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Southland Marines Are Packed, Ready to Go

Reservists from Los Alamitos are called to active duty and training. Fear of the unknown is the only worry, one says.

January 17, 2003|Mai Tran | Times Staff Writer

Pfc. Jeffrey Farnes has traveled many times, but it was difficult to pack for this trip. His destination is uncertain. The date of his return is a mystery.

"I couldn't sleep last night," said Farnes, 19, of South-Central Los Angeles, who has been in the Marine Reserves for a year and worked as a security guard.

"They didn't tell us what we'll be doing, but I am confident," he said. "I'm a little nervous to be away, but I'm excited to gain new experiences."

Farnes was among 27 Marine reservists from the Joint Forces Training Base in Los Alamitos who this week were called to active duty for up to two years in support of Operation Enduring Freedom, the country's global war on terrorism.

The Marines, from Company G, 2nd Battalion, headed by bus Thursday to Camp Pendleton, where they will train and wait to be deployed.

"Ninety-nine percent of them are excited to get down there and do something for the country," said 1st Sgt. Patrick Prose, 43, of Seal Beach. "We joined for different reasons, but our common reason is to give back and serve the country."

"We don't know what to expect.... So the fear of the unknown is the only fear I have," said Lance Cpl. Gustavo Zendejas, 20, of North Hollywood, a rifleman who was a criminal justice student.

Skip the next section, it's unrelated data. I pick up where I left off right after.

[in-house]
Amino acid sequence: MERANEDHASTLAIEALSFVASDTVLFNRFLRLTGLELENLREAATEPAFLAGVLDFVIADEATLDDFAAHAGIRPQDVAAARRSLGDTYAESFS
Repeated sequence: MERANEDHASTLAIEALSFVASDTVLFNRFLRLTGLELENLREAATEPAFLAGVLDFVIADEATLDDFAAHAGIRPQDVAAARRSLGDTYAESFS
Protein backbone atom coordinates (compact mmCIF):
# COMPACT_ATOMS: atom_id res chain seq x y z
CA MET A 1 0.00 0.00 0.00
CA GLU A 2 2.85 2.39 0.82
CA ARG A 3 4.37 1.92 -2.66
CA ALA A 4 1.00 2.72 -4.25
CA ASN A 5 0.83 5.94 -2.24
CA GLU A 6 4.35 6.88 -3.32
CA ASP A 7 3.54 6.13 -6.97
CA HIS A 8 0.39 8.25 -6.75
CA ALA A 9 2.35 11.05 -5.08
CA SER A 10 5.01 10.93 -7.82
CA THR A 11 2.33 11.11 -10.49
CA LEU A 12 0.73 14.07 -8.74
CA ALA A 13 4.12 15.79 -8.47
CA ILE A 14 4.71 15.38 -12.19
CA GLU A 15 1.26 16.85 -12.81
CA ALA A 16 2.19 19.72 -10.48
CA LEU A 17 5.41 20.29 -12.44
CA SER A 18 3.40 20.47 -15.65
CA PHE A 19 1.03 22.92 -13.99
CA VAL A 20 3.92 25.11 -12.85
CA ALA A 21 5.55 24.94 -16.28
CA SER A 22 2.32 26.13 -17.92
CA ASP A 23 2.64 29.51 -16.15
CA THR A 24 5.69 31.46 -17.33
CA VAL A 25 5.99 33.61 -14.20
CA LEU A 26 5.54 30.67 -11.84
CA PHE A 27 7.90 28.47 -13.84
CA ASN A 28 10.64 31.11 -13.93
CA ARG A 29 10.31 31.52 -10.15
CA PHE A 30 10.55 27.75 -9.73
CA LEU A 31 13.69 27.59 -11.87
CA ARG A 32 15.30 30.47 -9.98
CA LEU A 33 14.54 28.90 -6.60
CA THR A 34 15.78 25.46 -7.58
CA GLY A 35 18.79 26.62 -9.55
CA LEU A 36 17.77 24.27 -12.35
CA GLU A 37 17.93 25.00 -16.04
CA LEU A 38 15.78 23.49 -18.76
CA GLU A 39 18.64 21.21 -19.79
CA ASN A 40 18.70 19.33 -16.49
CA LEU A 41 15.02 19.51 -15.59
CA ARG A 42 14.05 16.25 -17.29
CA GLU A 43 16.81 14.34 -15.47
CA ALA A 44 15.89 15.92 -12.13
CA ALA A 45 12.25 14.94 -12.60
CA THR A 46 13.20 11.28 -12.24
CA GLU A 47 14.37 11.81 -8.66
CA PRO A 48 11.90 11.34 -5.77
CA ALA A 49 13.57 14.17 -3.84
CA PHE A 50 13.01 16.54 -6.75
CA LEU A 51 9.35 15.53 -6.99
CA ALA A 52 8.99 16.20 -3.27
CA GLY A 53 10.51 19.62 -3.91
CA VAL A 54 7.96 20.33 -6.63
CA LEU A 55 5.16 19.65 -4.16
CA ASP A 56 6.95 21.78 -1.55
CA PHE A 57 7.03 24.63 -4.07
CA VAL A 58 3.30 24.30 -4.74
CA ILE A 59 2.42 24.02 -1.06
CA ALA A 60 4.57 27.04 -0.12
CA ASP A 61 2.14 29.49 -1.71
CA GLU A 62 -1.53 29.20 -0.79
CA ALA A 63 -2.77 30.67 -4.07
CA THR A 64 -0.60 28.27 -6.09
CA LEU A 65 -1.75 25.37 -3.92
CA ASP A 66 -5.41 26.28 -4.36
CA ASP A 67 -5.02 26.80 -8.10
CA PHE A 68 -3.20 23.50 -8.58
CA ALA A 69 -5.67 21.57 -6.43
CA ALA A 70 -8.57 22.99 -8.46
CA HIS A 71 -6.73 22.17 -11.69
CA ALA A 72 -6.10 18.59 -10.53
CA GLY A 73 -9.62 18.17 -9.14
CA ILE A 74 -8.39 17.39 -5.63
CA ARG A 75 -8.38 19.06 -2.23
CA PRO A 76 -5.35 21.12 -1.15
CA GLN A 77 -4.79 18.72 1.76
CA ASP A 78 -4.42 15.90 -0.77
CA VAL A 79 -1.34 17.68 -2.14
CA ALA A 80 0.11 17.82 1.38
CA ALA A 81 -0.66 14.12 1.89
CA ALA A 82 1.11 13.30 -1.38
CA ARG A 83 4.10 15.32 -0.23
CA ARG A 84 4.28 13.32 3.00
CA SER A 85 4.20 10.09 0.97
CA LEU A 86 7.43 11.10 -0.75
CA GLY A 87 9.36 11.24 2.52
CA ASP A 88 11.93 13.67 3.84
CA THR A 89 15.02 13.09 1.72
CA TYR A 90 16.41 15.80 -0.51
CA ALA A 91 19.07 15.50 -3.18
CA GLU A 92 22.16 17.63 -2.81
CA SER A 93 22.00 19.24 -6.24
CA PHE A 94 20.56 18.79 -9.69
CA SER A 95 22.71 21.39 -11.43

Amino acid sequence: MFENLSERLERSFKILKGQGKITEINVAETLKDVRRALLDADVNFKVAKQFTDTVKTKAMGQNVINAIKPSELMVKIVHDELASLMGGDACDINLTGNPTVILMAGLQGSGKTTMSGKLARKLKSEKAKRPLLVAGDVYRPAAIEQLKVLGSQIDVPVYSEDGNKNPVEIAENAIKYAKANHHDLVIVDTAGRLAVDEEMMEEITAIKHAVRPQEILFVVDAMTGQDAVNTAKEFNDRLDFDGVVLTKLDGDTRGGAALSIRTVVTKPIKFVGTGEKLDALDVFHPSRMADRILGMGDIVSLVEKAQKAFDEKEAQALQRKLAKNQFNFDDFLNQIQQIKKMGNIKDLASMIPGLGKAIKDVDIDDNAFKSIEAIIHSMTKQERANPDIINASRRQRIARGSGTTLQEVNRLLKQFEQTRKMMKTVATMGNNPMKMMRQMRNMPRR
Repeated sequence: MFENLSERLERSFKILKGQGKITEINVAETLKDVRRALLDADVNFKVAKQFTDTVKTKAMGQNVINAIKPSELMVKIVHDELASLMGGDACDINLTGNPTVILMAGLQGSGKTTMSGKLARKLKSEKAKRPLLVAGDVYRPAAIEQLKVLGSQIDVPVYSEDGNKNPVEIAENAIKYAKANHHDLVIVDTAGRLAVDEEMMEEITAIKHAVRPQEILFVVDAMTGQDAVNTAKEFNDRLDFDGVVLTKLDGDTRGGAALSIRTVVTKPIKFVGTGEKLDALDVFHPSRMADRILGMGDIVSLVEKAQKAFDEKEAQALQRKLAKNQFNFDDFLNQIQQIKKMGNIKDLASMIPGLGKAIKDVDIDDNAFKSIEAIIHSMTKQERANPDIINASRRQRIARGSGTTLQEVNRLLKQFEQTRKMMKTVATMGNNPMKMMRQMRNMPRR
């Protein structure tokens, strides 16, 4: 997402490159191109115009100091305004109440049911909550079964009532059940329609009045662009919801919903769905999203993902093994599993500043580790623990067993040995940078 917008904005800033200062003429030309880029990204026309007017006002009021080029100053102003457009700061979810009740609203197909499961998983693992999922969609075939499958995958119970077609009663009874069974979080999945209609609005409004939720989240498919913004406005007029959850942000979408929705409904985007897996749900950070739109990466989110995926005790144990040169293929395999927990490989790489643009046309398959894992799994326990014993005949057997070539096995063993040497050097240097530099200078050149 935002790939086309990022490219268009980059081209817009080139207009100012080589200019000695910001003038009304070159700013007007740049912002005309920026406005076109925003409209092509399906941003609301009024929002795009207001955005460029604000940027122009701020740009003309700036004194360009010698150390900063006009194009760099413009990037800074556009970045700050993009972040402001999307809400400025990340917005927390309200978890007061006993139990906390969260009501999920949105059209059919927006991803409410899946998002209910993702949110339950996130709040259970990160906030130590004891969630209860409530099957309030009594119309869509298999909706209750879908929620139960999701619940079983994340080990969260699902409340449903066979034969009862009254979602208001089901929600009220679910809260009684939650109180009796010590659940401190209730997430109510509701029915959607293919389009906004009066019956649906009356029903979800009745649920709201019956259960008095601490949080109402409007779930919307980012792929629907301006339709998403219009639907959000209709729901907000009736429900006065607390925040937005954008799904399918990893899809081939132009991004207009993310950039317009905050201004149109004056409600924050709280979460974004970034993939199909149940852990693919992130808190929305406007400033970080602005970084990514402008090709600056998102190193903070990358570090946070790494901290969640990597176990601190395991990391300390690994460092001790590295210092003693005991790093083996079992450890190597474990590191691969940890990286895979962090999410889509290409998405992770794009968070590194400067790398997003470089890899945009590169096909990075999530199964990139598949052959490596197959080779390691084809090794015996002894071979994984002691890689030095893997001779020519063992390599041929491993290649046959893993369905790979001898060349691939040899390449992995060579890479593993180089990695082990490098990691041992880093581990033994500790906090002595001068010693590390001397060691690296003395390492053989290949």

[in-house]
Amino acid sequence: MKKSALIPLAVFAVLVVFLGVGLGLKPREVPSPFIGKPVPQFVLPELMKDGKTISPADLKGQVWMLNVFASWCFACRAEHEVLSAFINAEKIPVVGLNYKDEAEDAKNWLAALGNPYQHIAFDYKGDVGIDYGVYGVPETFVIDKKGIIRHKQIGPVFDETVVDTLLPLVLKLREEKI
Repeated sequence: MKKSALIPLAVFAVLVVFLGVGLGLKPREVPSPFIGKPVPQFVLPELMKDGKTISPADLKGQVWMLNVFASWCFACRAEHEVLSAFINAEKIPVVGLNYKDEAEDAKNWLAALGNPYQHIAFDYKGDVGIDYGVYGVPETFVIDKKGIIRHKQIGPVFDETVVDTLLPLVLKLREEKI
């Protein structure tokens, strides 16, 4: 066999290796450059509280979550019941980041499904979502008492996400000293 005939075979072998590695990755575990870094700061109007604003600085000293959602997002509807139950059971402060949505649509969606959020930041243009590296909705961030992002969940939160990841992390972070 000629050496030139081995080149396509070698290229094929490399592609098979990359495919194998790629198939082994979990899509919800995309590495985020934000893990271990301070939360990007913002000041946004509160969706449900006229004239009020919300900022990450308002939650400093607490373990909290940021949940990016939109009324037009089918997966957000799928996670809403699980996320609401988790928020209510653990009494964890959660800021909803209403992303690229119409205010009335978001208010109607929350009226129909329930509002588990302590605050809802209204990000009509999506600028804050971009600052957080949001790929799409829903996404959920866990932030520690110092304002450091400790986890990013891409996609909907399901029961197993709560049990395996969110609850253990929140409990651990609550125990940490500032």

Wives, young children and family members gathered on the lawns at the base to say farewell. There were lots of tears, hugs and kisses -- and promises to return safely.

Lance Cpl. John Pena, 20, of Los Angeles spent Wednesday signing documents authorizing his aunt to have access to his bank account and his car.

On Thursday he spent some time sitting on his travel bag and watching other Marines with their families. He pulled out a letter written by his girlfriend, Brandi Zinglar, 19, of Los Angeles.

The letter was tied with a yellow ribbon and sprinkled with perfume. She had dropped him off at the base but couldn't stay. She had classes to attend. His mother couldn't get the day off from work, and his dad lives far away.

"I tried to be strong and hold back tears so my girlfriend and my family won't feel so sad," Pena said. "But I'd do anything to have them here right now. It might be the last time I see them."

Farnes said he tried to make the most of his time before shipping out. He had dinner with his family, called all his friends to say goodbye and attended church with his mother.

Now it was time to think of his duties for the country. He asked his family to leave the base after they had dropped him off.

"It's hard to say goodbye," he said. "Besides, I'll be back."

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